Selecting a particular body of water to fish muskies is sometimes a tough decision simply because there are so many legendary choices. Furthermore, a number of “sleepers” — undiscovered or overlooked hotspots — still exist, even in today’s busy, fast-paced world. However, there are some sure bets that are definitely worth your time.
The Vilas and Oneida County Lakes in north-central Wisconsin are among the best for both numbers of muskies, and trophy-caliber fish in the 30-pound to 40-pound range. A routine artificial stocking program funded largely by scores of local muskie clubs around the state insures annual growth of the populations here. The actual population of muskies in most of the well-known lakes is second to none — some are as high as 10 fish per acre. Top lakes include Little Arbor Vitae, Palmer, Tenderfoot, The Eagle Chain, Ballard, Irving, Little Trout, The Minocqua Chain and Squirrel.
There are many excellent lakes and rivers to catch muskies in the United States and Canada — so there is no excuse for not having the opportunity to go after a monster!
In the opposite corner of Wisconsin rests Sawyer County and its legendary waters. Nearly all the state’s world-class muskies have come from this area, including the largest of all time: Louis Spray’s 69-pound, 11-ouncer from the Chippewa Flowage. “The Big Chip,” as it is often called, still ranks as a great piece of muskie water. It continues to produce good numbers, with occasional trophies in the 30-pound to 40-pound range. Nearby Lac Court Oreilles coughed up several record-class fish years ago, including a 67-pounder that is still on display at a nearby Hayward tavern. Lac Court Oreilles still can be counted on to provide at least one 40-pounder each season. Local favorites include Lost Land and Teal Lakes, and don’t overlook Deer and Bone Lakes in neighboring Polk County.
More Northland Favorites
Leech Lake, in Northern Minnesota, has given up a number of trophy fish over the years, and it still produces an occasional 30-pounder or 40-pounder. The Little Boy chain north of Brainerd could be the state’s best kept muskie secret, but a few professionals might vote in favor of Minnesota’s underfished muskie rivers. The mighty Mississippi near Grand Rapids is prime trophy water, while the Big and Little Fork Rivers have stronger overall numbers.
Lake of the Woods, on the Minnesota/Canada border, has to be one of the top all-around muskie waters in the world, both for numbers and trophies. Its near-1-million surface acres of potential muskie haunts blanket a large portion of southwestern Ontario. Some of the nation’s top muskie professionals spend the majority of their time on this particular lake alone. Lake of the Woods has always been a trophy muskie factory. The actual number of 30-pound to 40-pound fish that come out of this water each season is almost staggering. Yet, it appears to be getting even better.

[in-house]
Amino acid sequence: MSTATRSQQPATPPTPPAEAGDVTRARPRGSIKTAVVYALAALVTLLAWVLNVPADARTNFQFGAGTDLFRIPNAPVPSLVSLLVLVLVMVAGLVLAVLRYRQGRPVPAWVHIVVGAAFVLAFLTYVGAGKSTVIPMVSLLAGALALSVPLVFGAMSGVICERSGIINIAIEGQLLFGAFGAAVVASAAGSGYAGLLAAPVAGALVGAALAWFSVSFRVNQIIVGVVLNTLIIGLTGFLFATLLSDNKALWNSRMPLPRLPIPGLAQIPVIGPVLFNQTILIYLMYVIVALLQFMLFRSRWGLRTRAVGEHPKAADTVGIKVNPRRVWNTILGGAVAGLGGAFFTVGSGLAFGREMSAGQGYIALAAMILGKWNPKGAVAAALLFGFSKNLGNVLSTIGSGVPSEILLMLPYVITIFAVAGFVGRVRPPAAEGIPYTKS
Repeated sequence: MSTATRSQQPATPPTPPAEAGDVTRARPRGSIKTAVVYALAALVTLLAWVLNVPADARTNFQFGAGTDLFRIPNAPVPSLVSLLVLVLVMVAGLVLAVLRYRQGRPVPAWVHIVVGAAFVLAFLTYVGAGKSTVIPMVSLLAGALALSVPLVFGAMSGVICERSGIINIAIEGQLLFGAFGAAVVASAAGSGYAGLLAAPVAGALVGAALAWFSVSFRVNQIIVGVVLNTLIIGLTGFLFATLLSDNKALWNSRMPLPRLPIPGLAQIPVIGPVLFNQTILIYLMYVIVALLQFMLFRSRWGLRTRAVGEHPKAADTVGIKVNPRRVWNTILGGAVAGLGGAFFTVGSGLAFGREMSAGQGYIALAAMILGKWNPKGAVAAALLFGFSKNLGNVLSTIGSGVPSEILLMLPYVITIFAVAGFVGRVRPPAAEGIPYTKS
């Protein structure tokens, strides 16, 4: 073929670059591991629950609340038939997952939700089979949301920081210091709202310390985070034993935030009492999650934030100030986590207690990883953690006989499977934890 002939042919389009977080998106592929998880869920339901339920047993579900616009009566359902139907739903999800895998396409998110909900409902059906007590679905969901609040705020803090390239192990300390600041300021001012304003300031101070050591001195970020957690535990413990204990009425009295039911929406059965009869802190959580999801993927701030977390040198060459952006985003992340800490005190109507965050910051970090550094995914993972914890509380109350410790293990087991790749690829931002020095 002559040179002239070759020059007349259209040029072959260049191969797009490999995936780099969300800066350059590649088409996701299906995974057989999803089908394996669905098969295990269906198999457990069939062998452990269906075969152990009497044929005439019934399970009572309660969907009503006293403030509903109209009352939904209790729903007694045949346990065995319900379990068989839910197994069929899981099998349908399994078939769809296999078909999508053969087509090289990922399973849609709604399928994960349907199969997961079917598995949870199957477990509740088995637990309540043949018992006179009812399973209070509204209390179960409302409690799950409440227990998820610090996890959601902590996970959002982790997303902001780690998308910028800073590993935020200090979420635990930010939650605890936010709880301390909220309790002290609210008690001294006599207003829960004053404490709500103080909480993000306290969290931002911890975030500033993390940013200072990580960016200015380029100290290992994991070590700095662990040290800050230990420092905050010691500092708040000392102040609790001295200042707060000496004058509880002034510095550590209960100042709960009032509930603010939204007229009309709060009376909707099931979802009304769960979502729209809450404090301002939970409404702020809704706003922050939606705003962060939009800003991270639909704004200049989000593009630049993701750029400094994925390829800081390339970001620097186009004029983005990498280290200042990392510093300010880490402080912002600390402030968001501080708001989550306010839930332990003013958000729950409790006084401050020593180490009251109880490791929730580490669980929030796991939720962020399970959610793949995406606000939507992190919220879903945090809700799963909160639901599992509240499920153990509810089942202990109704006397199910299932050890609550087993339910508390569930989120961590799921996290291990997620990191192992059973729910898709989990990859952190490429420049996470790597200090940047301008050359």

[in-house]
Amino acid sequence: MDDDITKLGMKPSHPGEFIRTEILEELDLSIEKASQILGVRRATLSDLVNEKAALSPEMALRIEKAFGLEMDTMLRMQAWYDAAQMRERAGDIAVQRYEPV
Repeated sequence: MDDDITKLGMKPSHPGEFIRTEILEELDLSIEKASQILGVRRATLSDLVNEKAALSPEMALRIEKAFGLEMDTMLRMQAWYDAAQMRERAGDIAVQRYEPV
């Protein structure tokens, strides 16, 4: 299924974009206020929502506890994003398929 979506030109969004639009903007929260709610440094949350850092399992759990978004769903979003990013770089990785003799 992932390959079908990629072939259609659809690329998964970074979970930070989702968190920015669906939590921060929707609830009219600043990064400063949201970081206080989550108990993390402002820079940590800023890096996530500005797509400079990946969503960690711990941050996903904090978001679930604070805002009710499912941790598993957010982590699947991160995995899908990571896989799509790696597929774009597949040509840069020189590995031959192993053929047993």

The Canadian province of Ontario is blessed with unequalled trophy-caliber muskie waters. Most of them are located in the southern region. We’ve already mentioned Lake of the Woods. Other great ones in the western end of the province include Eagle Lake, Wabigoon, Rowan, Dryberry, Pipestone and Lac Suel. However, the eastern side has some of its own legendary waters like Georgian Bay, French, Moon, Miora and St. Lawrence rivers.
What Goes Around …
Several decades ago, the state of Michigan?s Lake St. Clair was considered a prime muskie contender, and it?s starting to provide great fishing again. After a long drought, muskies are coming back strong in numbers, and their size is increasing. And, some smaller inland waters south of St. Clair also have gained recent notoriety.
Man-made reservoirs throughout Ohio and Pennsylvania have provided occasional hot streaks of big-muskie activity. Pymatuning Reservoir in Pennsylvania was sizzling hot in the mid-1970s pumping out short, but super healthy, 35-pound to 45-pound muskies. West Branch Reservoir in Ohio recently was the catch site of an enormous 55-pound ‘lunge. Some other notable names worth checking out are Milton Reservoir and Piedmont Reservoir in Ohio, Allegheny and Susquehanna Rivers in Pennsylvania.
New York’s reputation for muskies is second to none, due to the legendary St. Lawrence River. More 50-pound and 60-pound-plus fish have come from this single body of water than all others combined. What few anglers realize, however, is that all of these fish were caught when the St. Lawrence Seaway was being constructed. The St. Lawrence River continues to produce big muskies, but now they’re topping out in the 40-pound range. Locals claim the fishing is much better now than it has been in two decades.
Other spots worth considering in New York state include the Niagara River and the Finger Lakes area. Both produce some quality muskie fishing. Also, the Rudeau River and its flowages have a recently-developed hot, local reputation.
Southern muskie states are starting to gain nationwide notoriety. Dale Hollow Reservoir in Tennessee has a sustaining muskie population that occasionally pumps out a 40-pounder. West Virginia has a number of small rivers, creeks and mountain lakes that contain fishable muskie populations. The state of Kentucky, however, is getting the most play as a southern hotspot. Cave Run Reservoir is acclaimed by some of the nation’s top muskie pros as water worth fishing. It has a strong population of muskies, and it annually produces trophies in the 30-pound class. Locals claim Green River Reservoir’s muskie population is larger than Cave Run’s.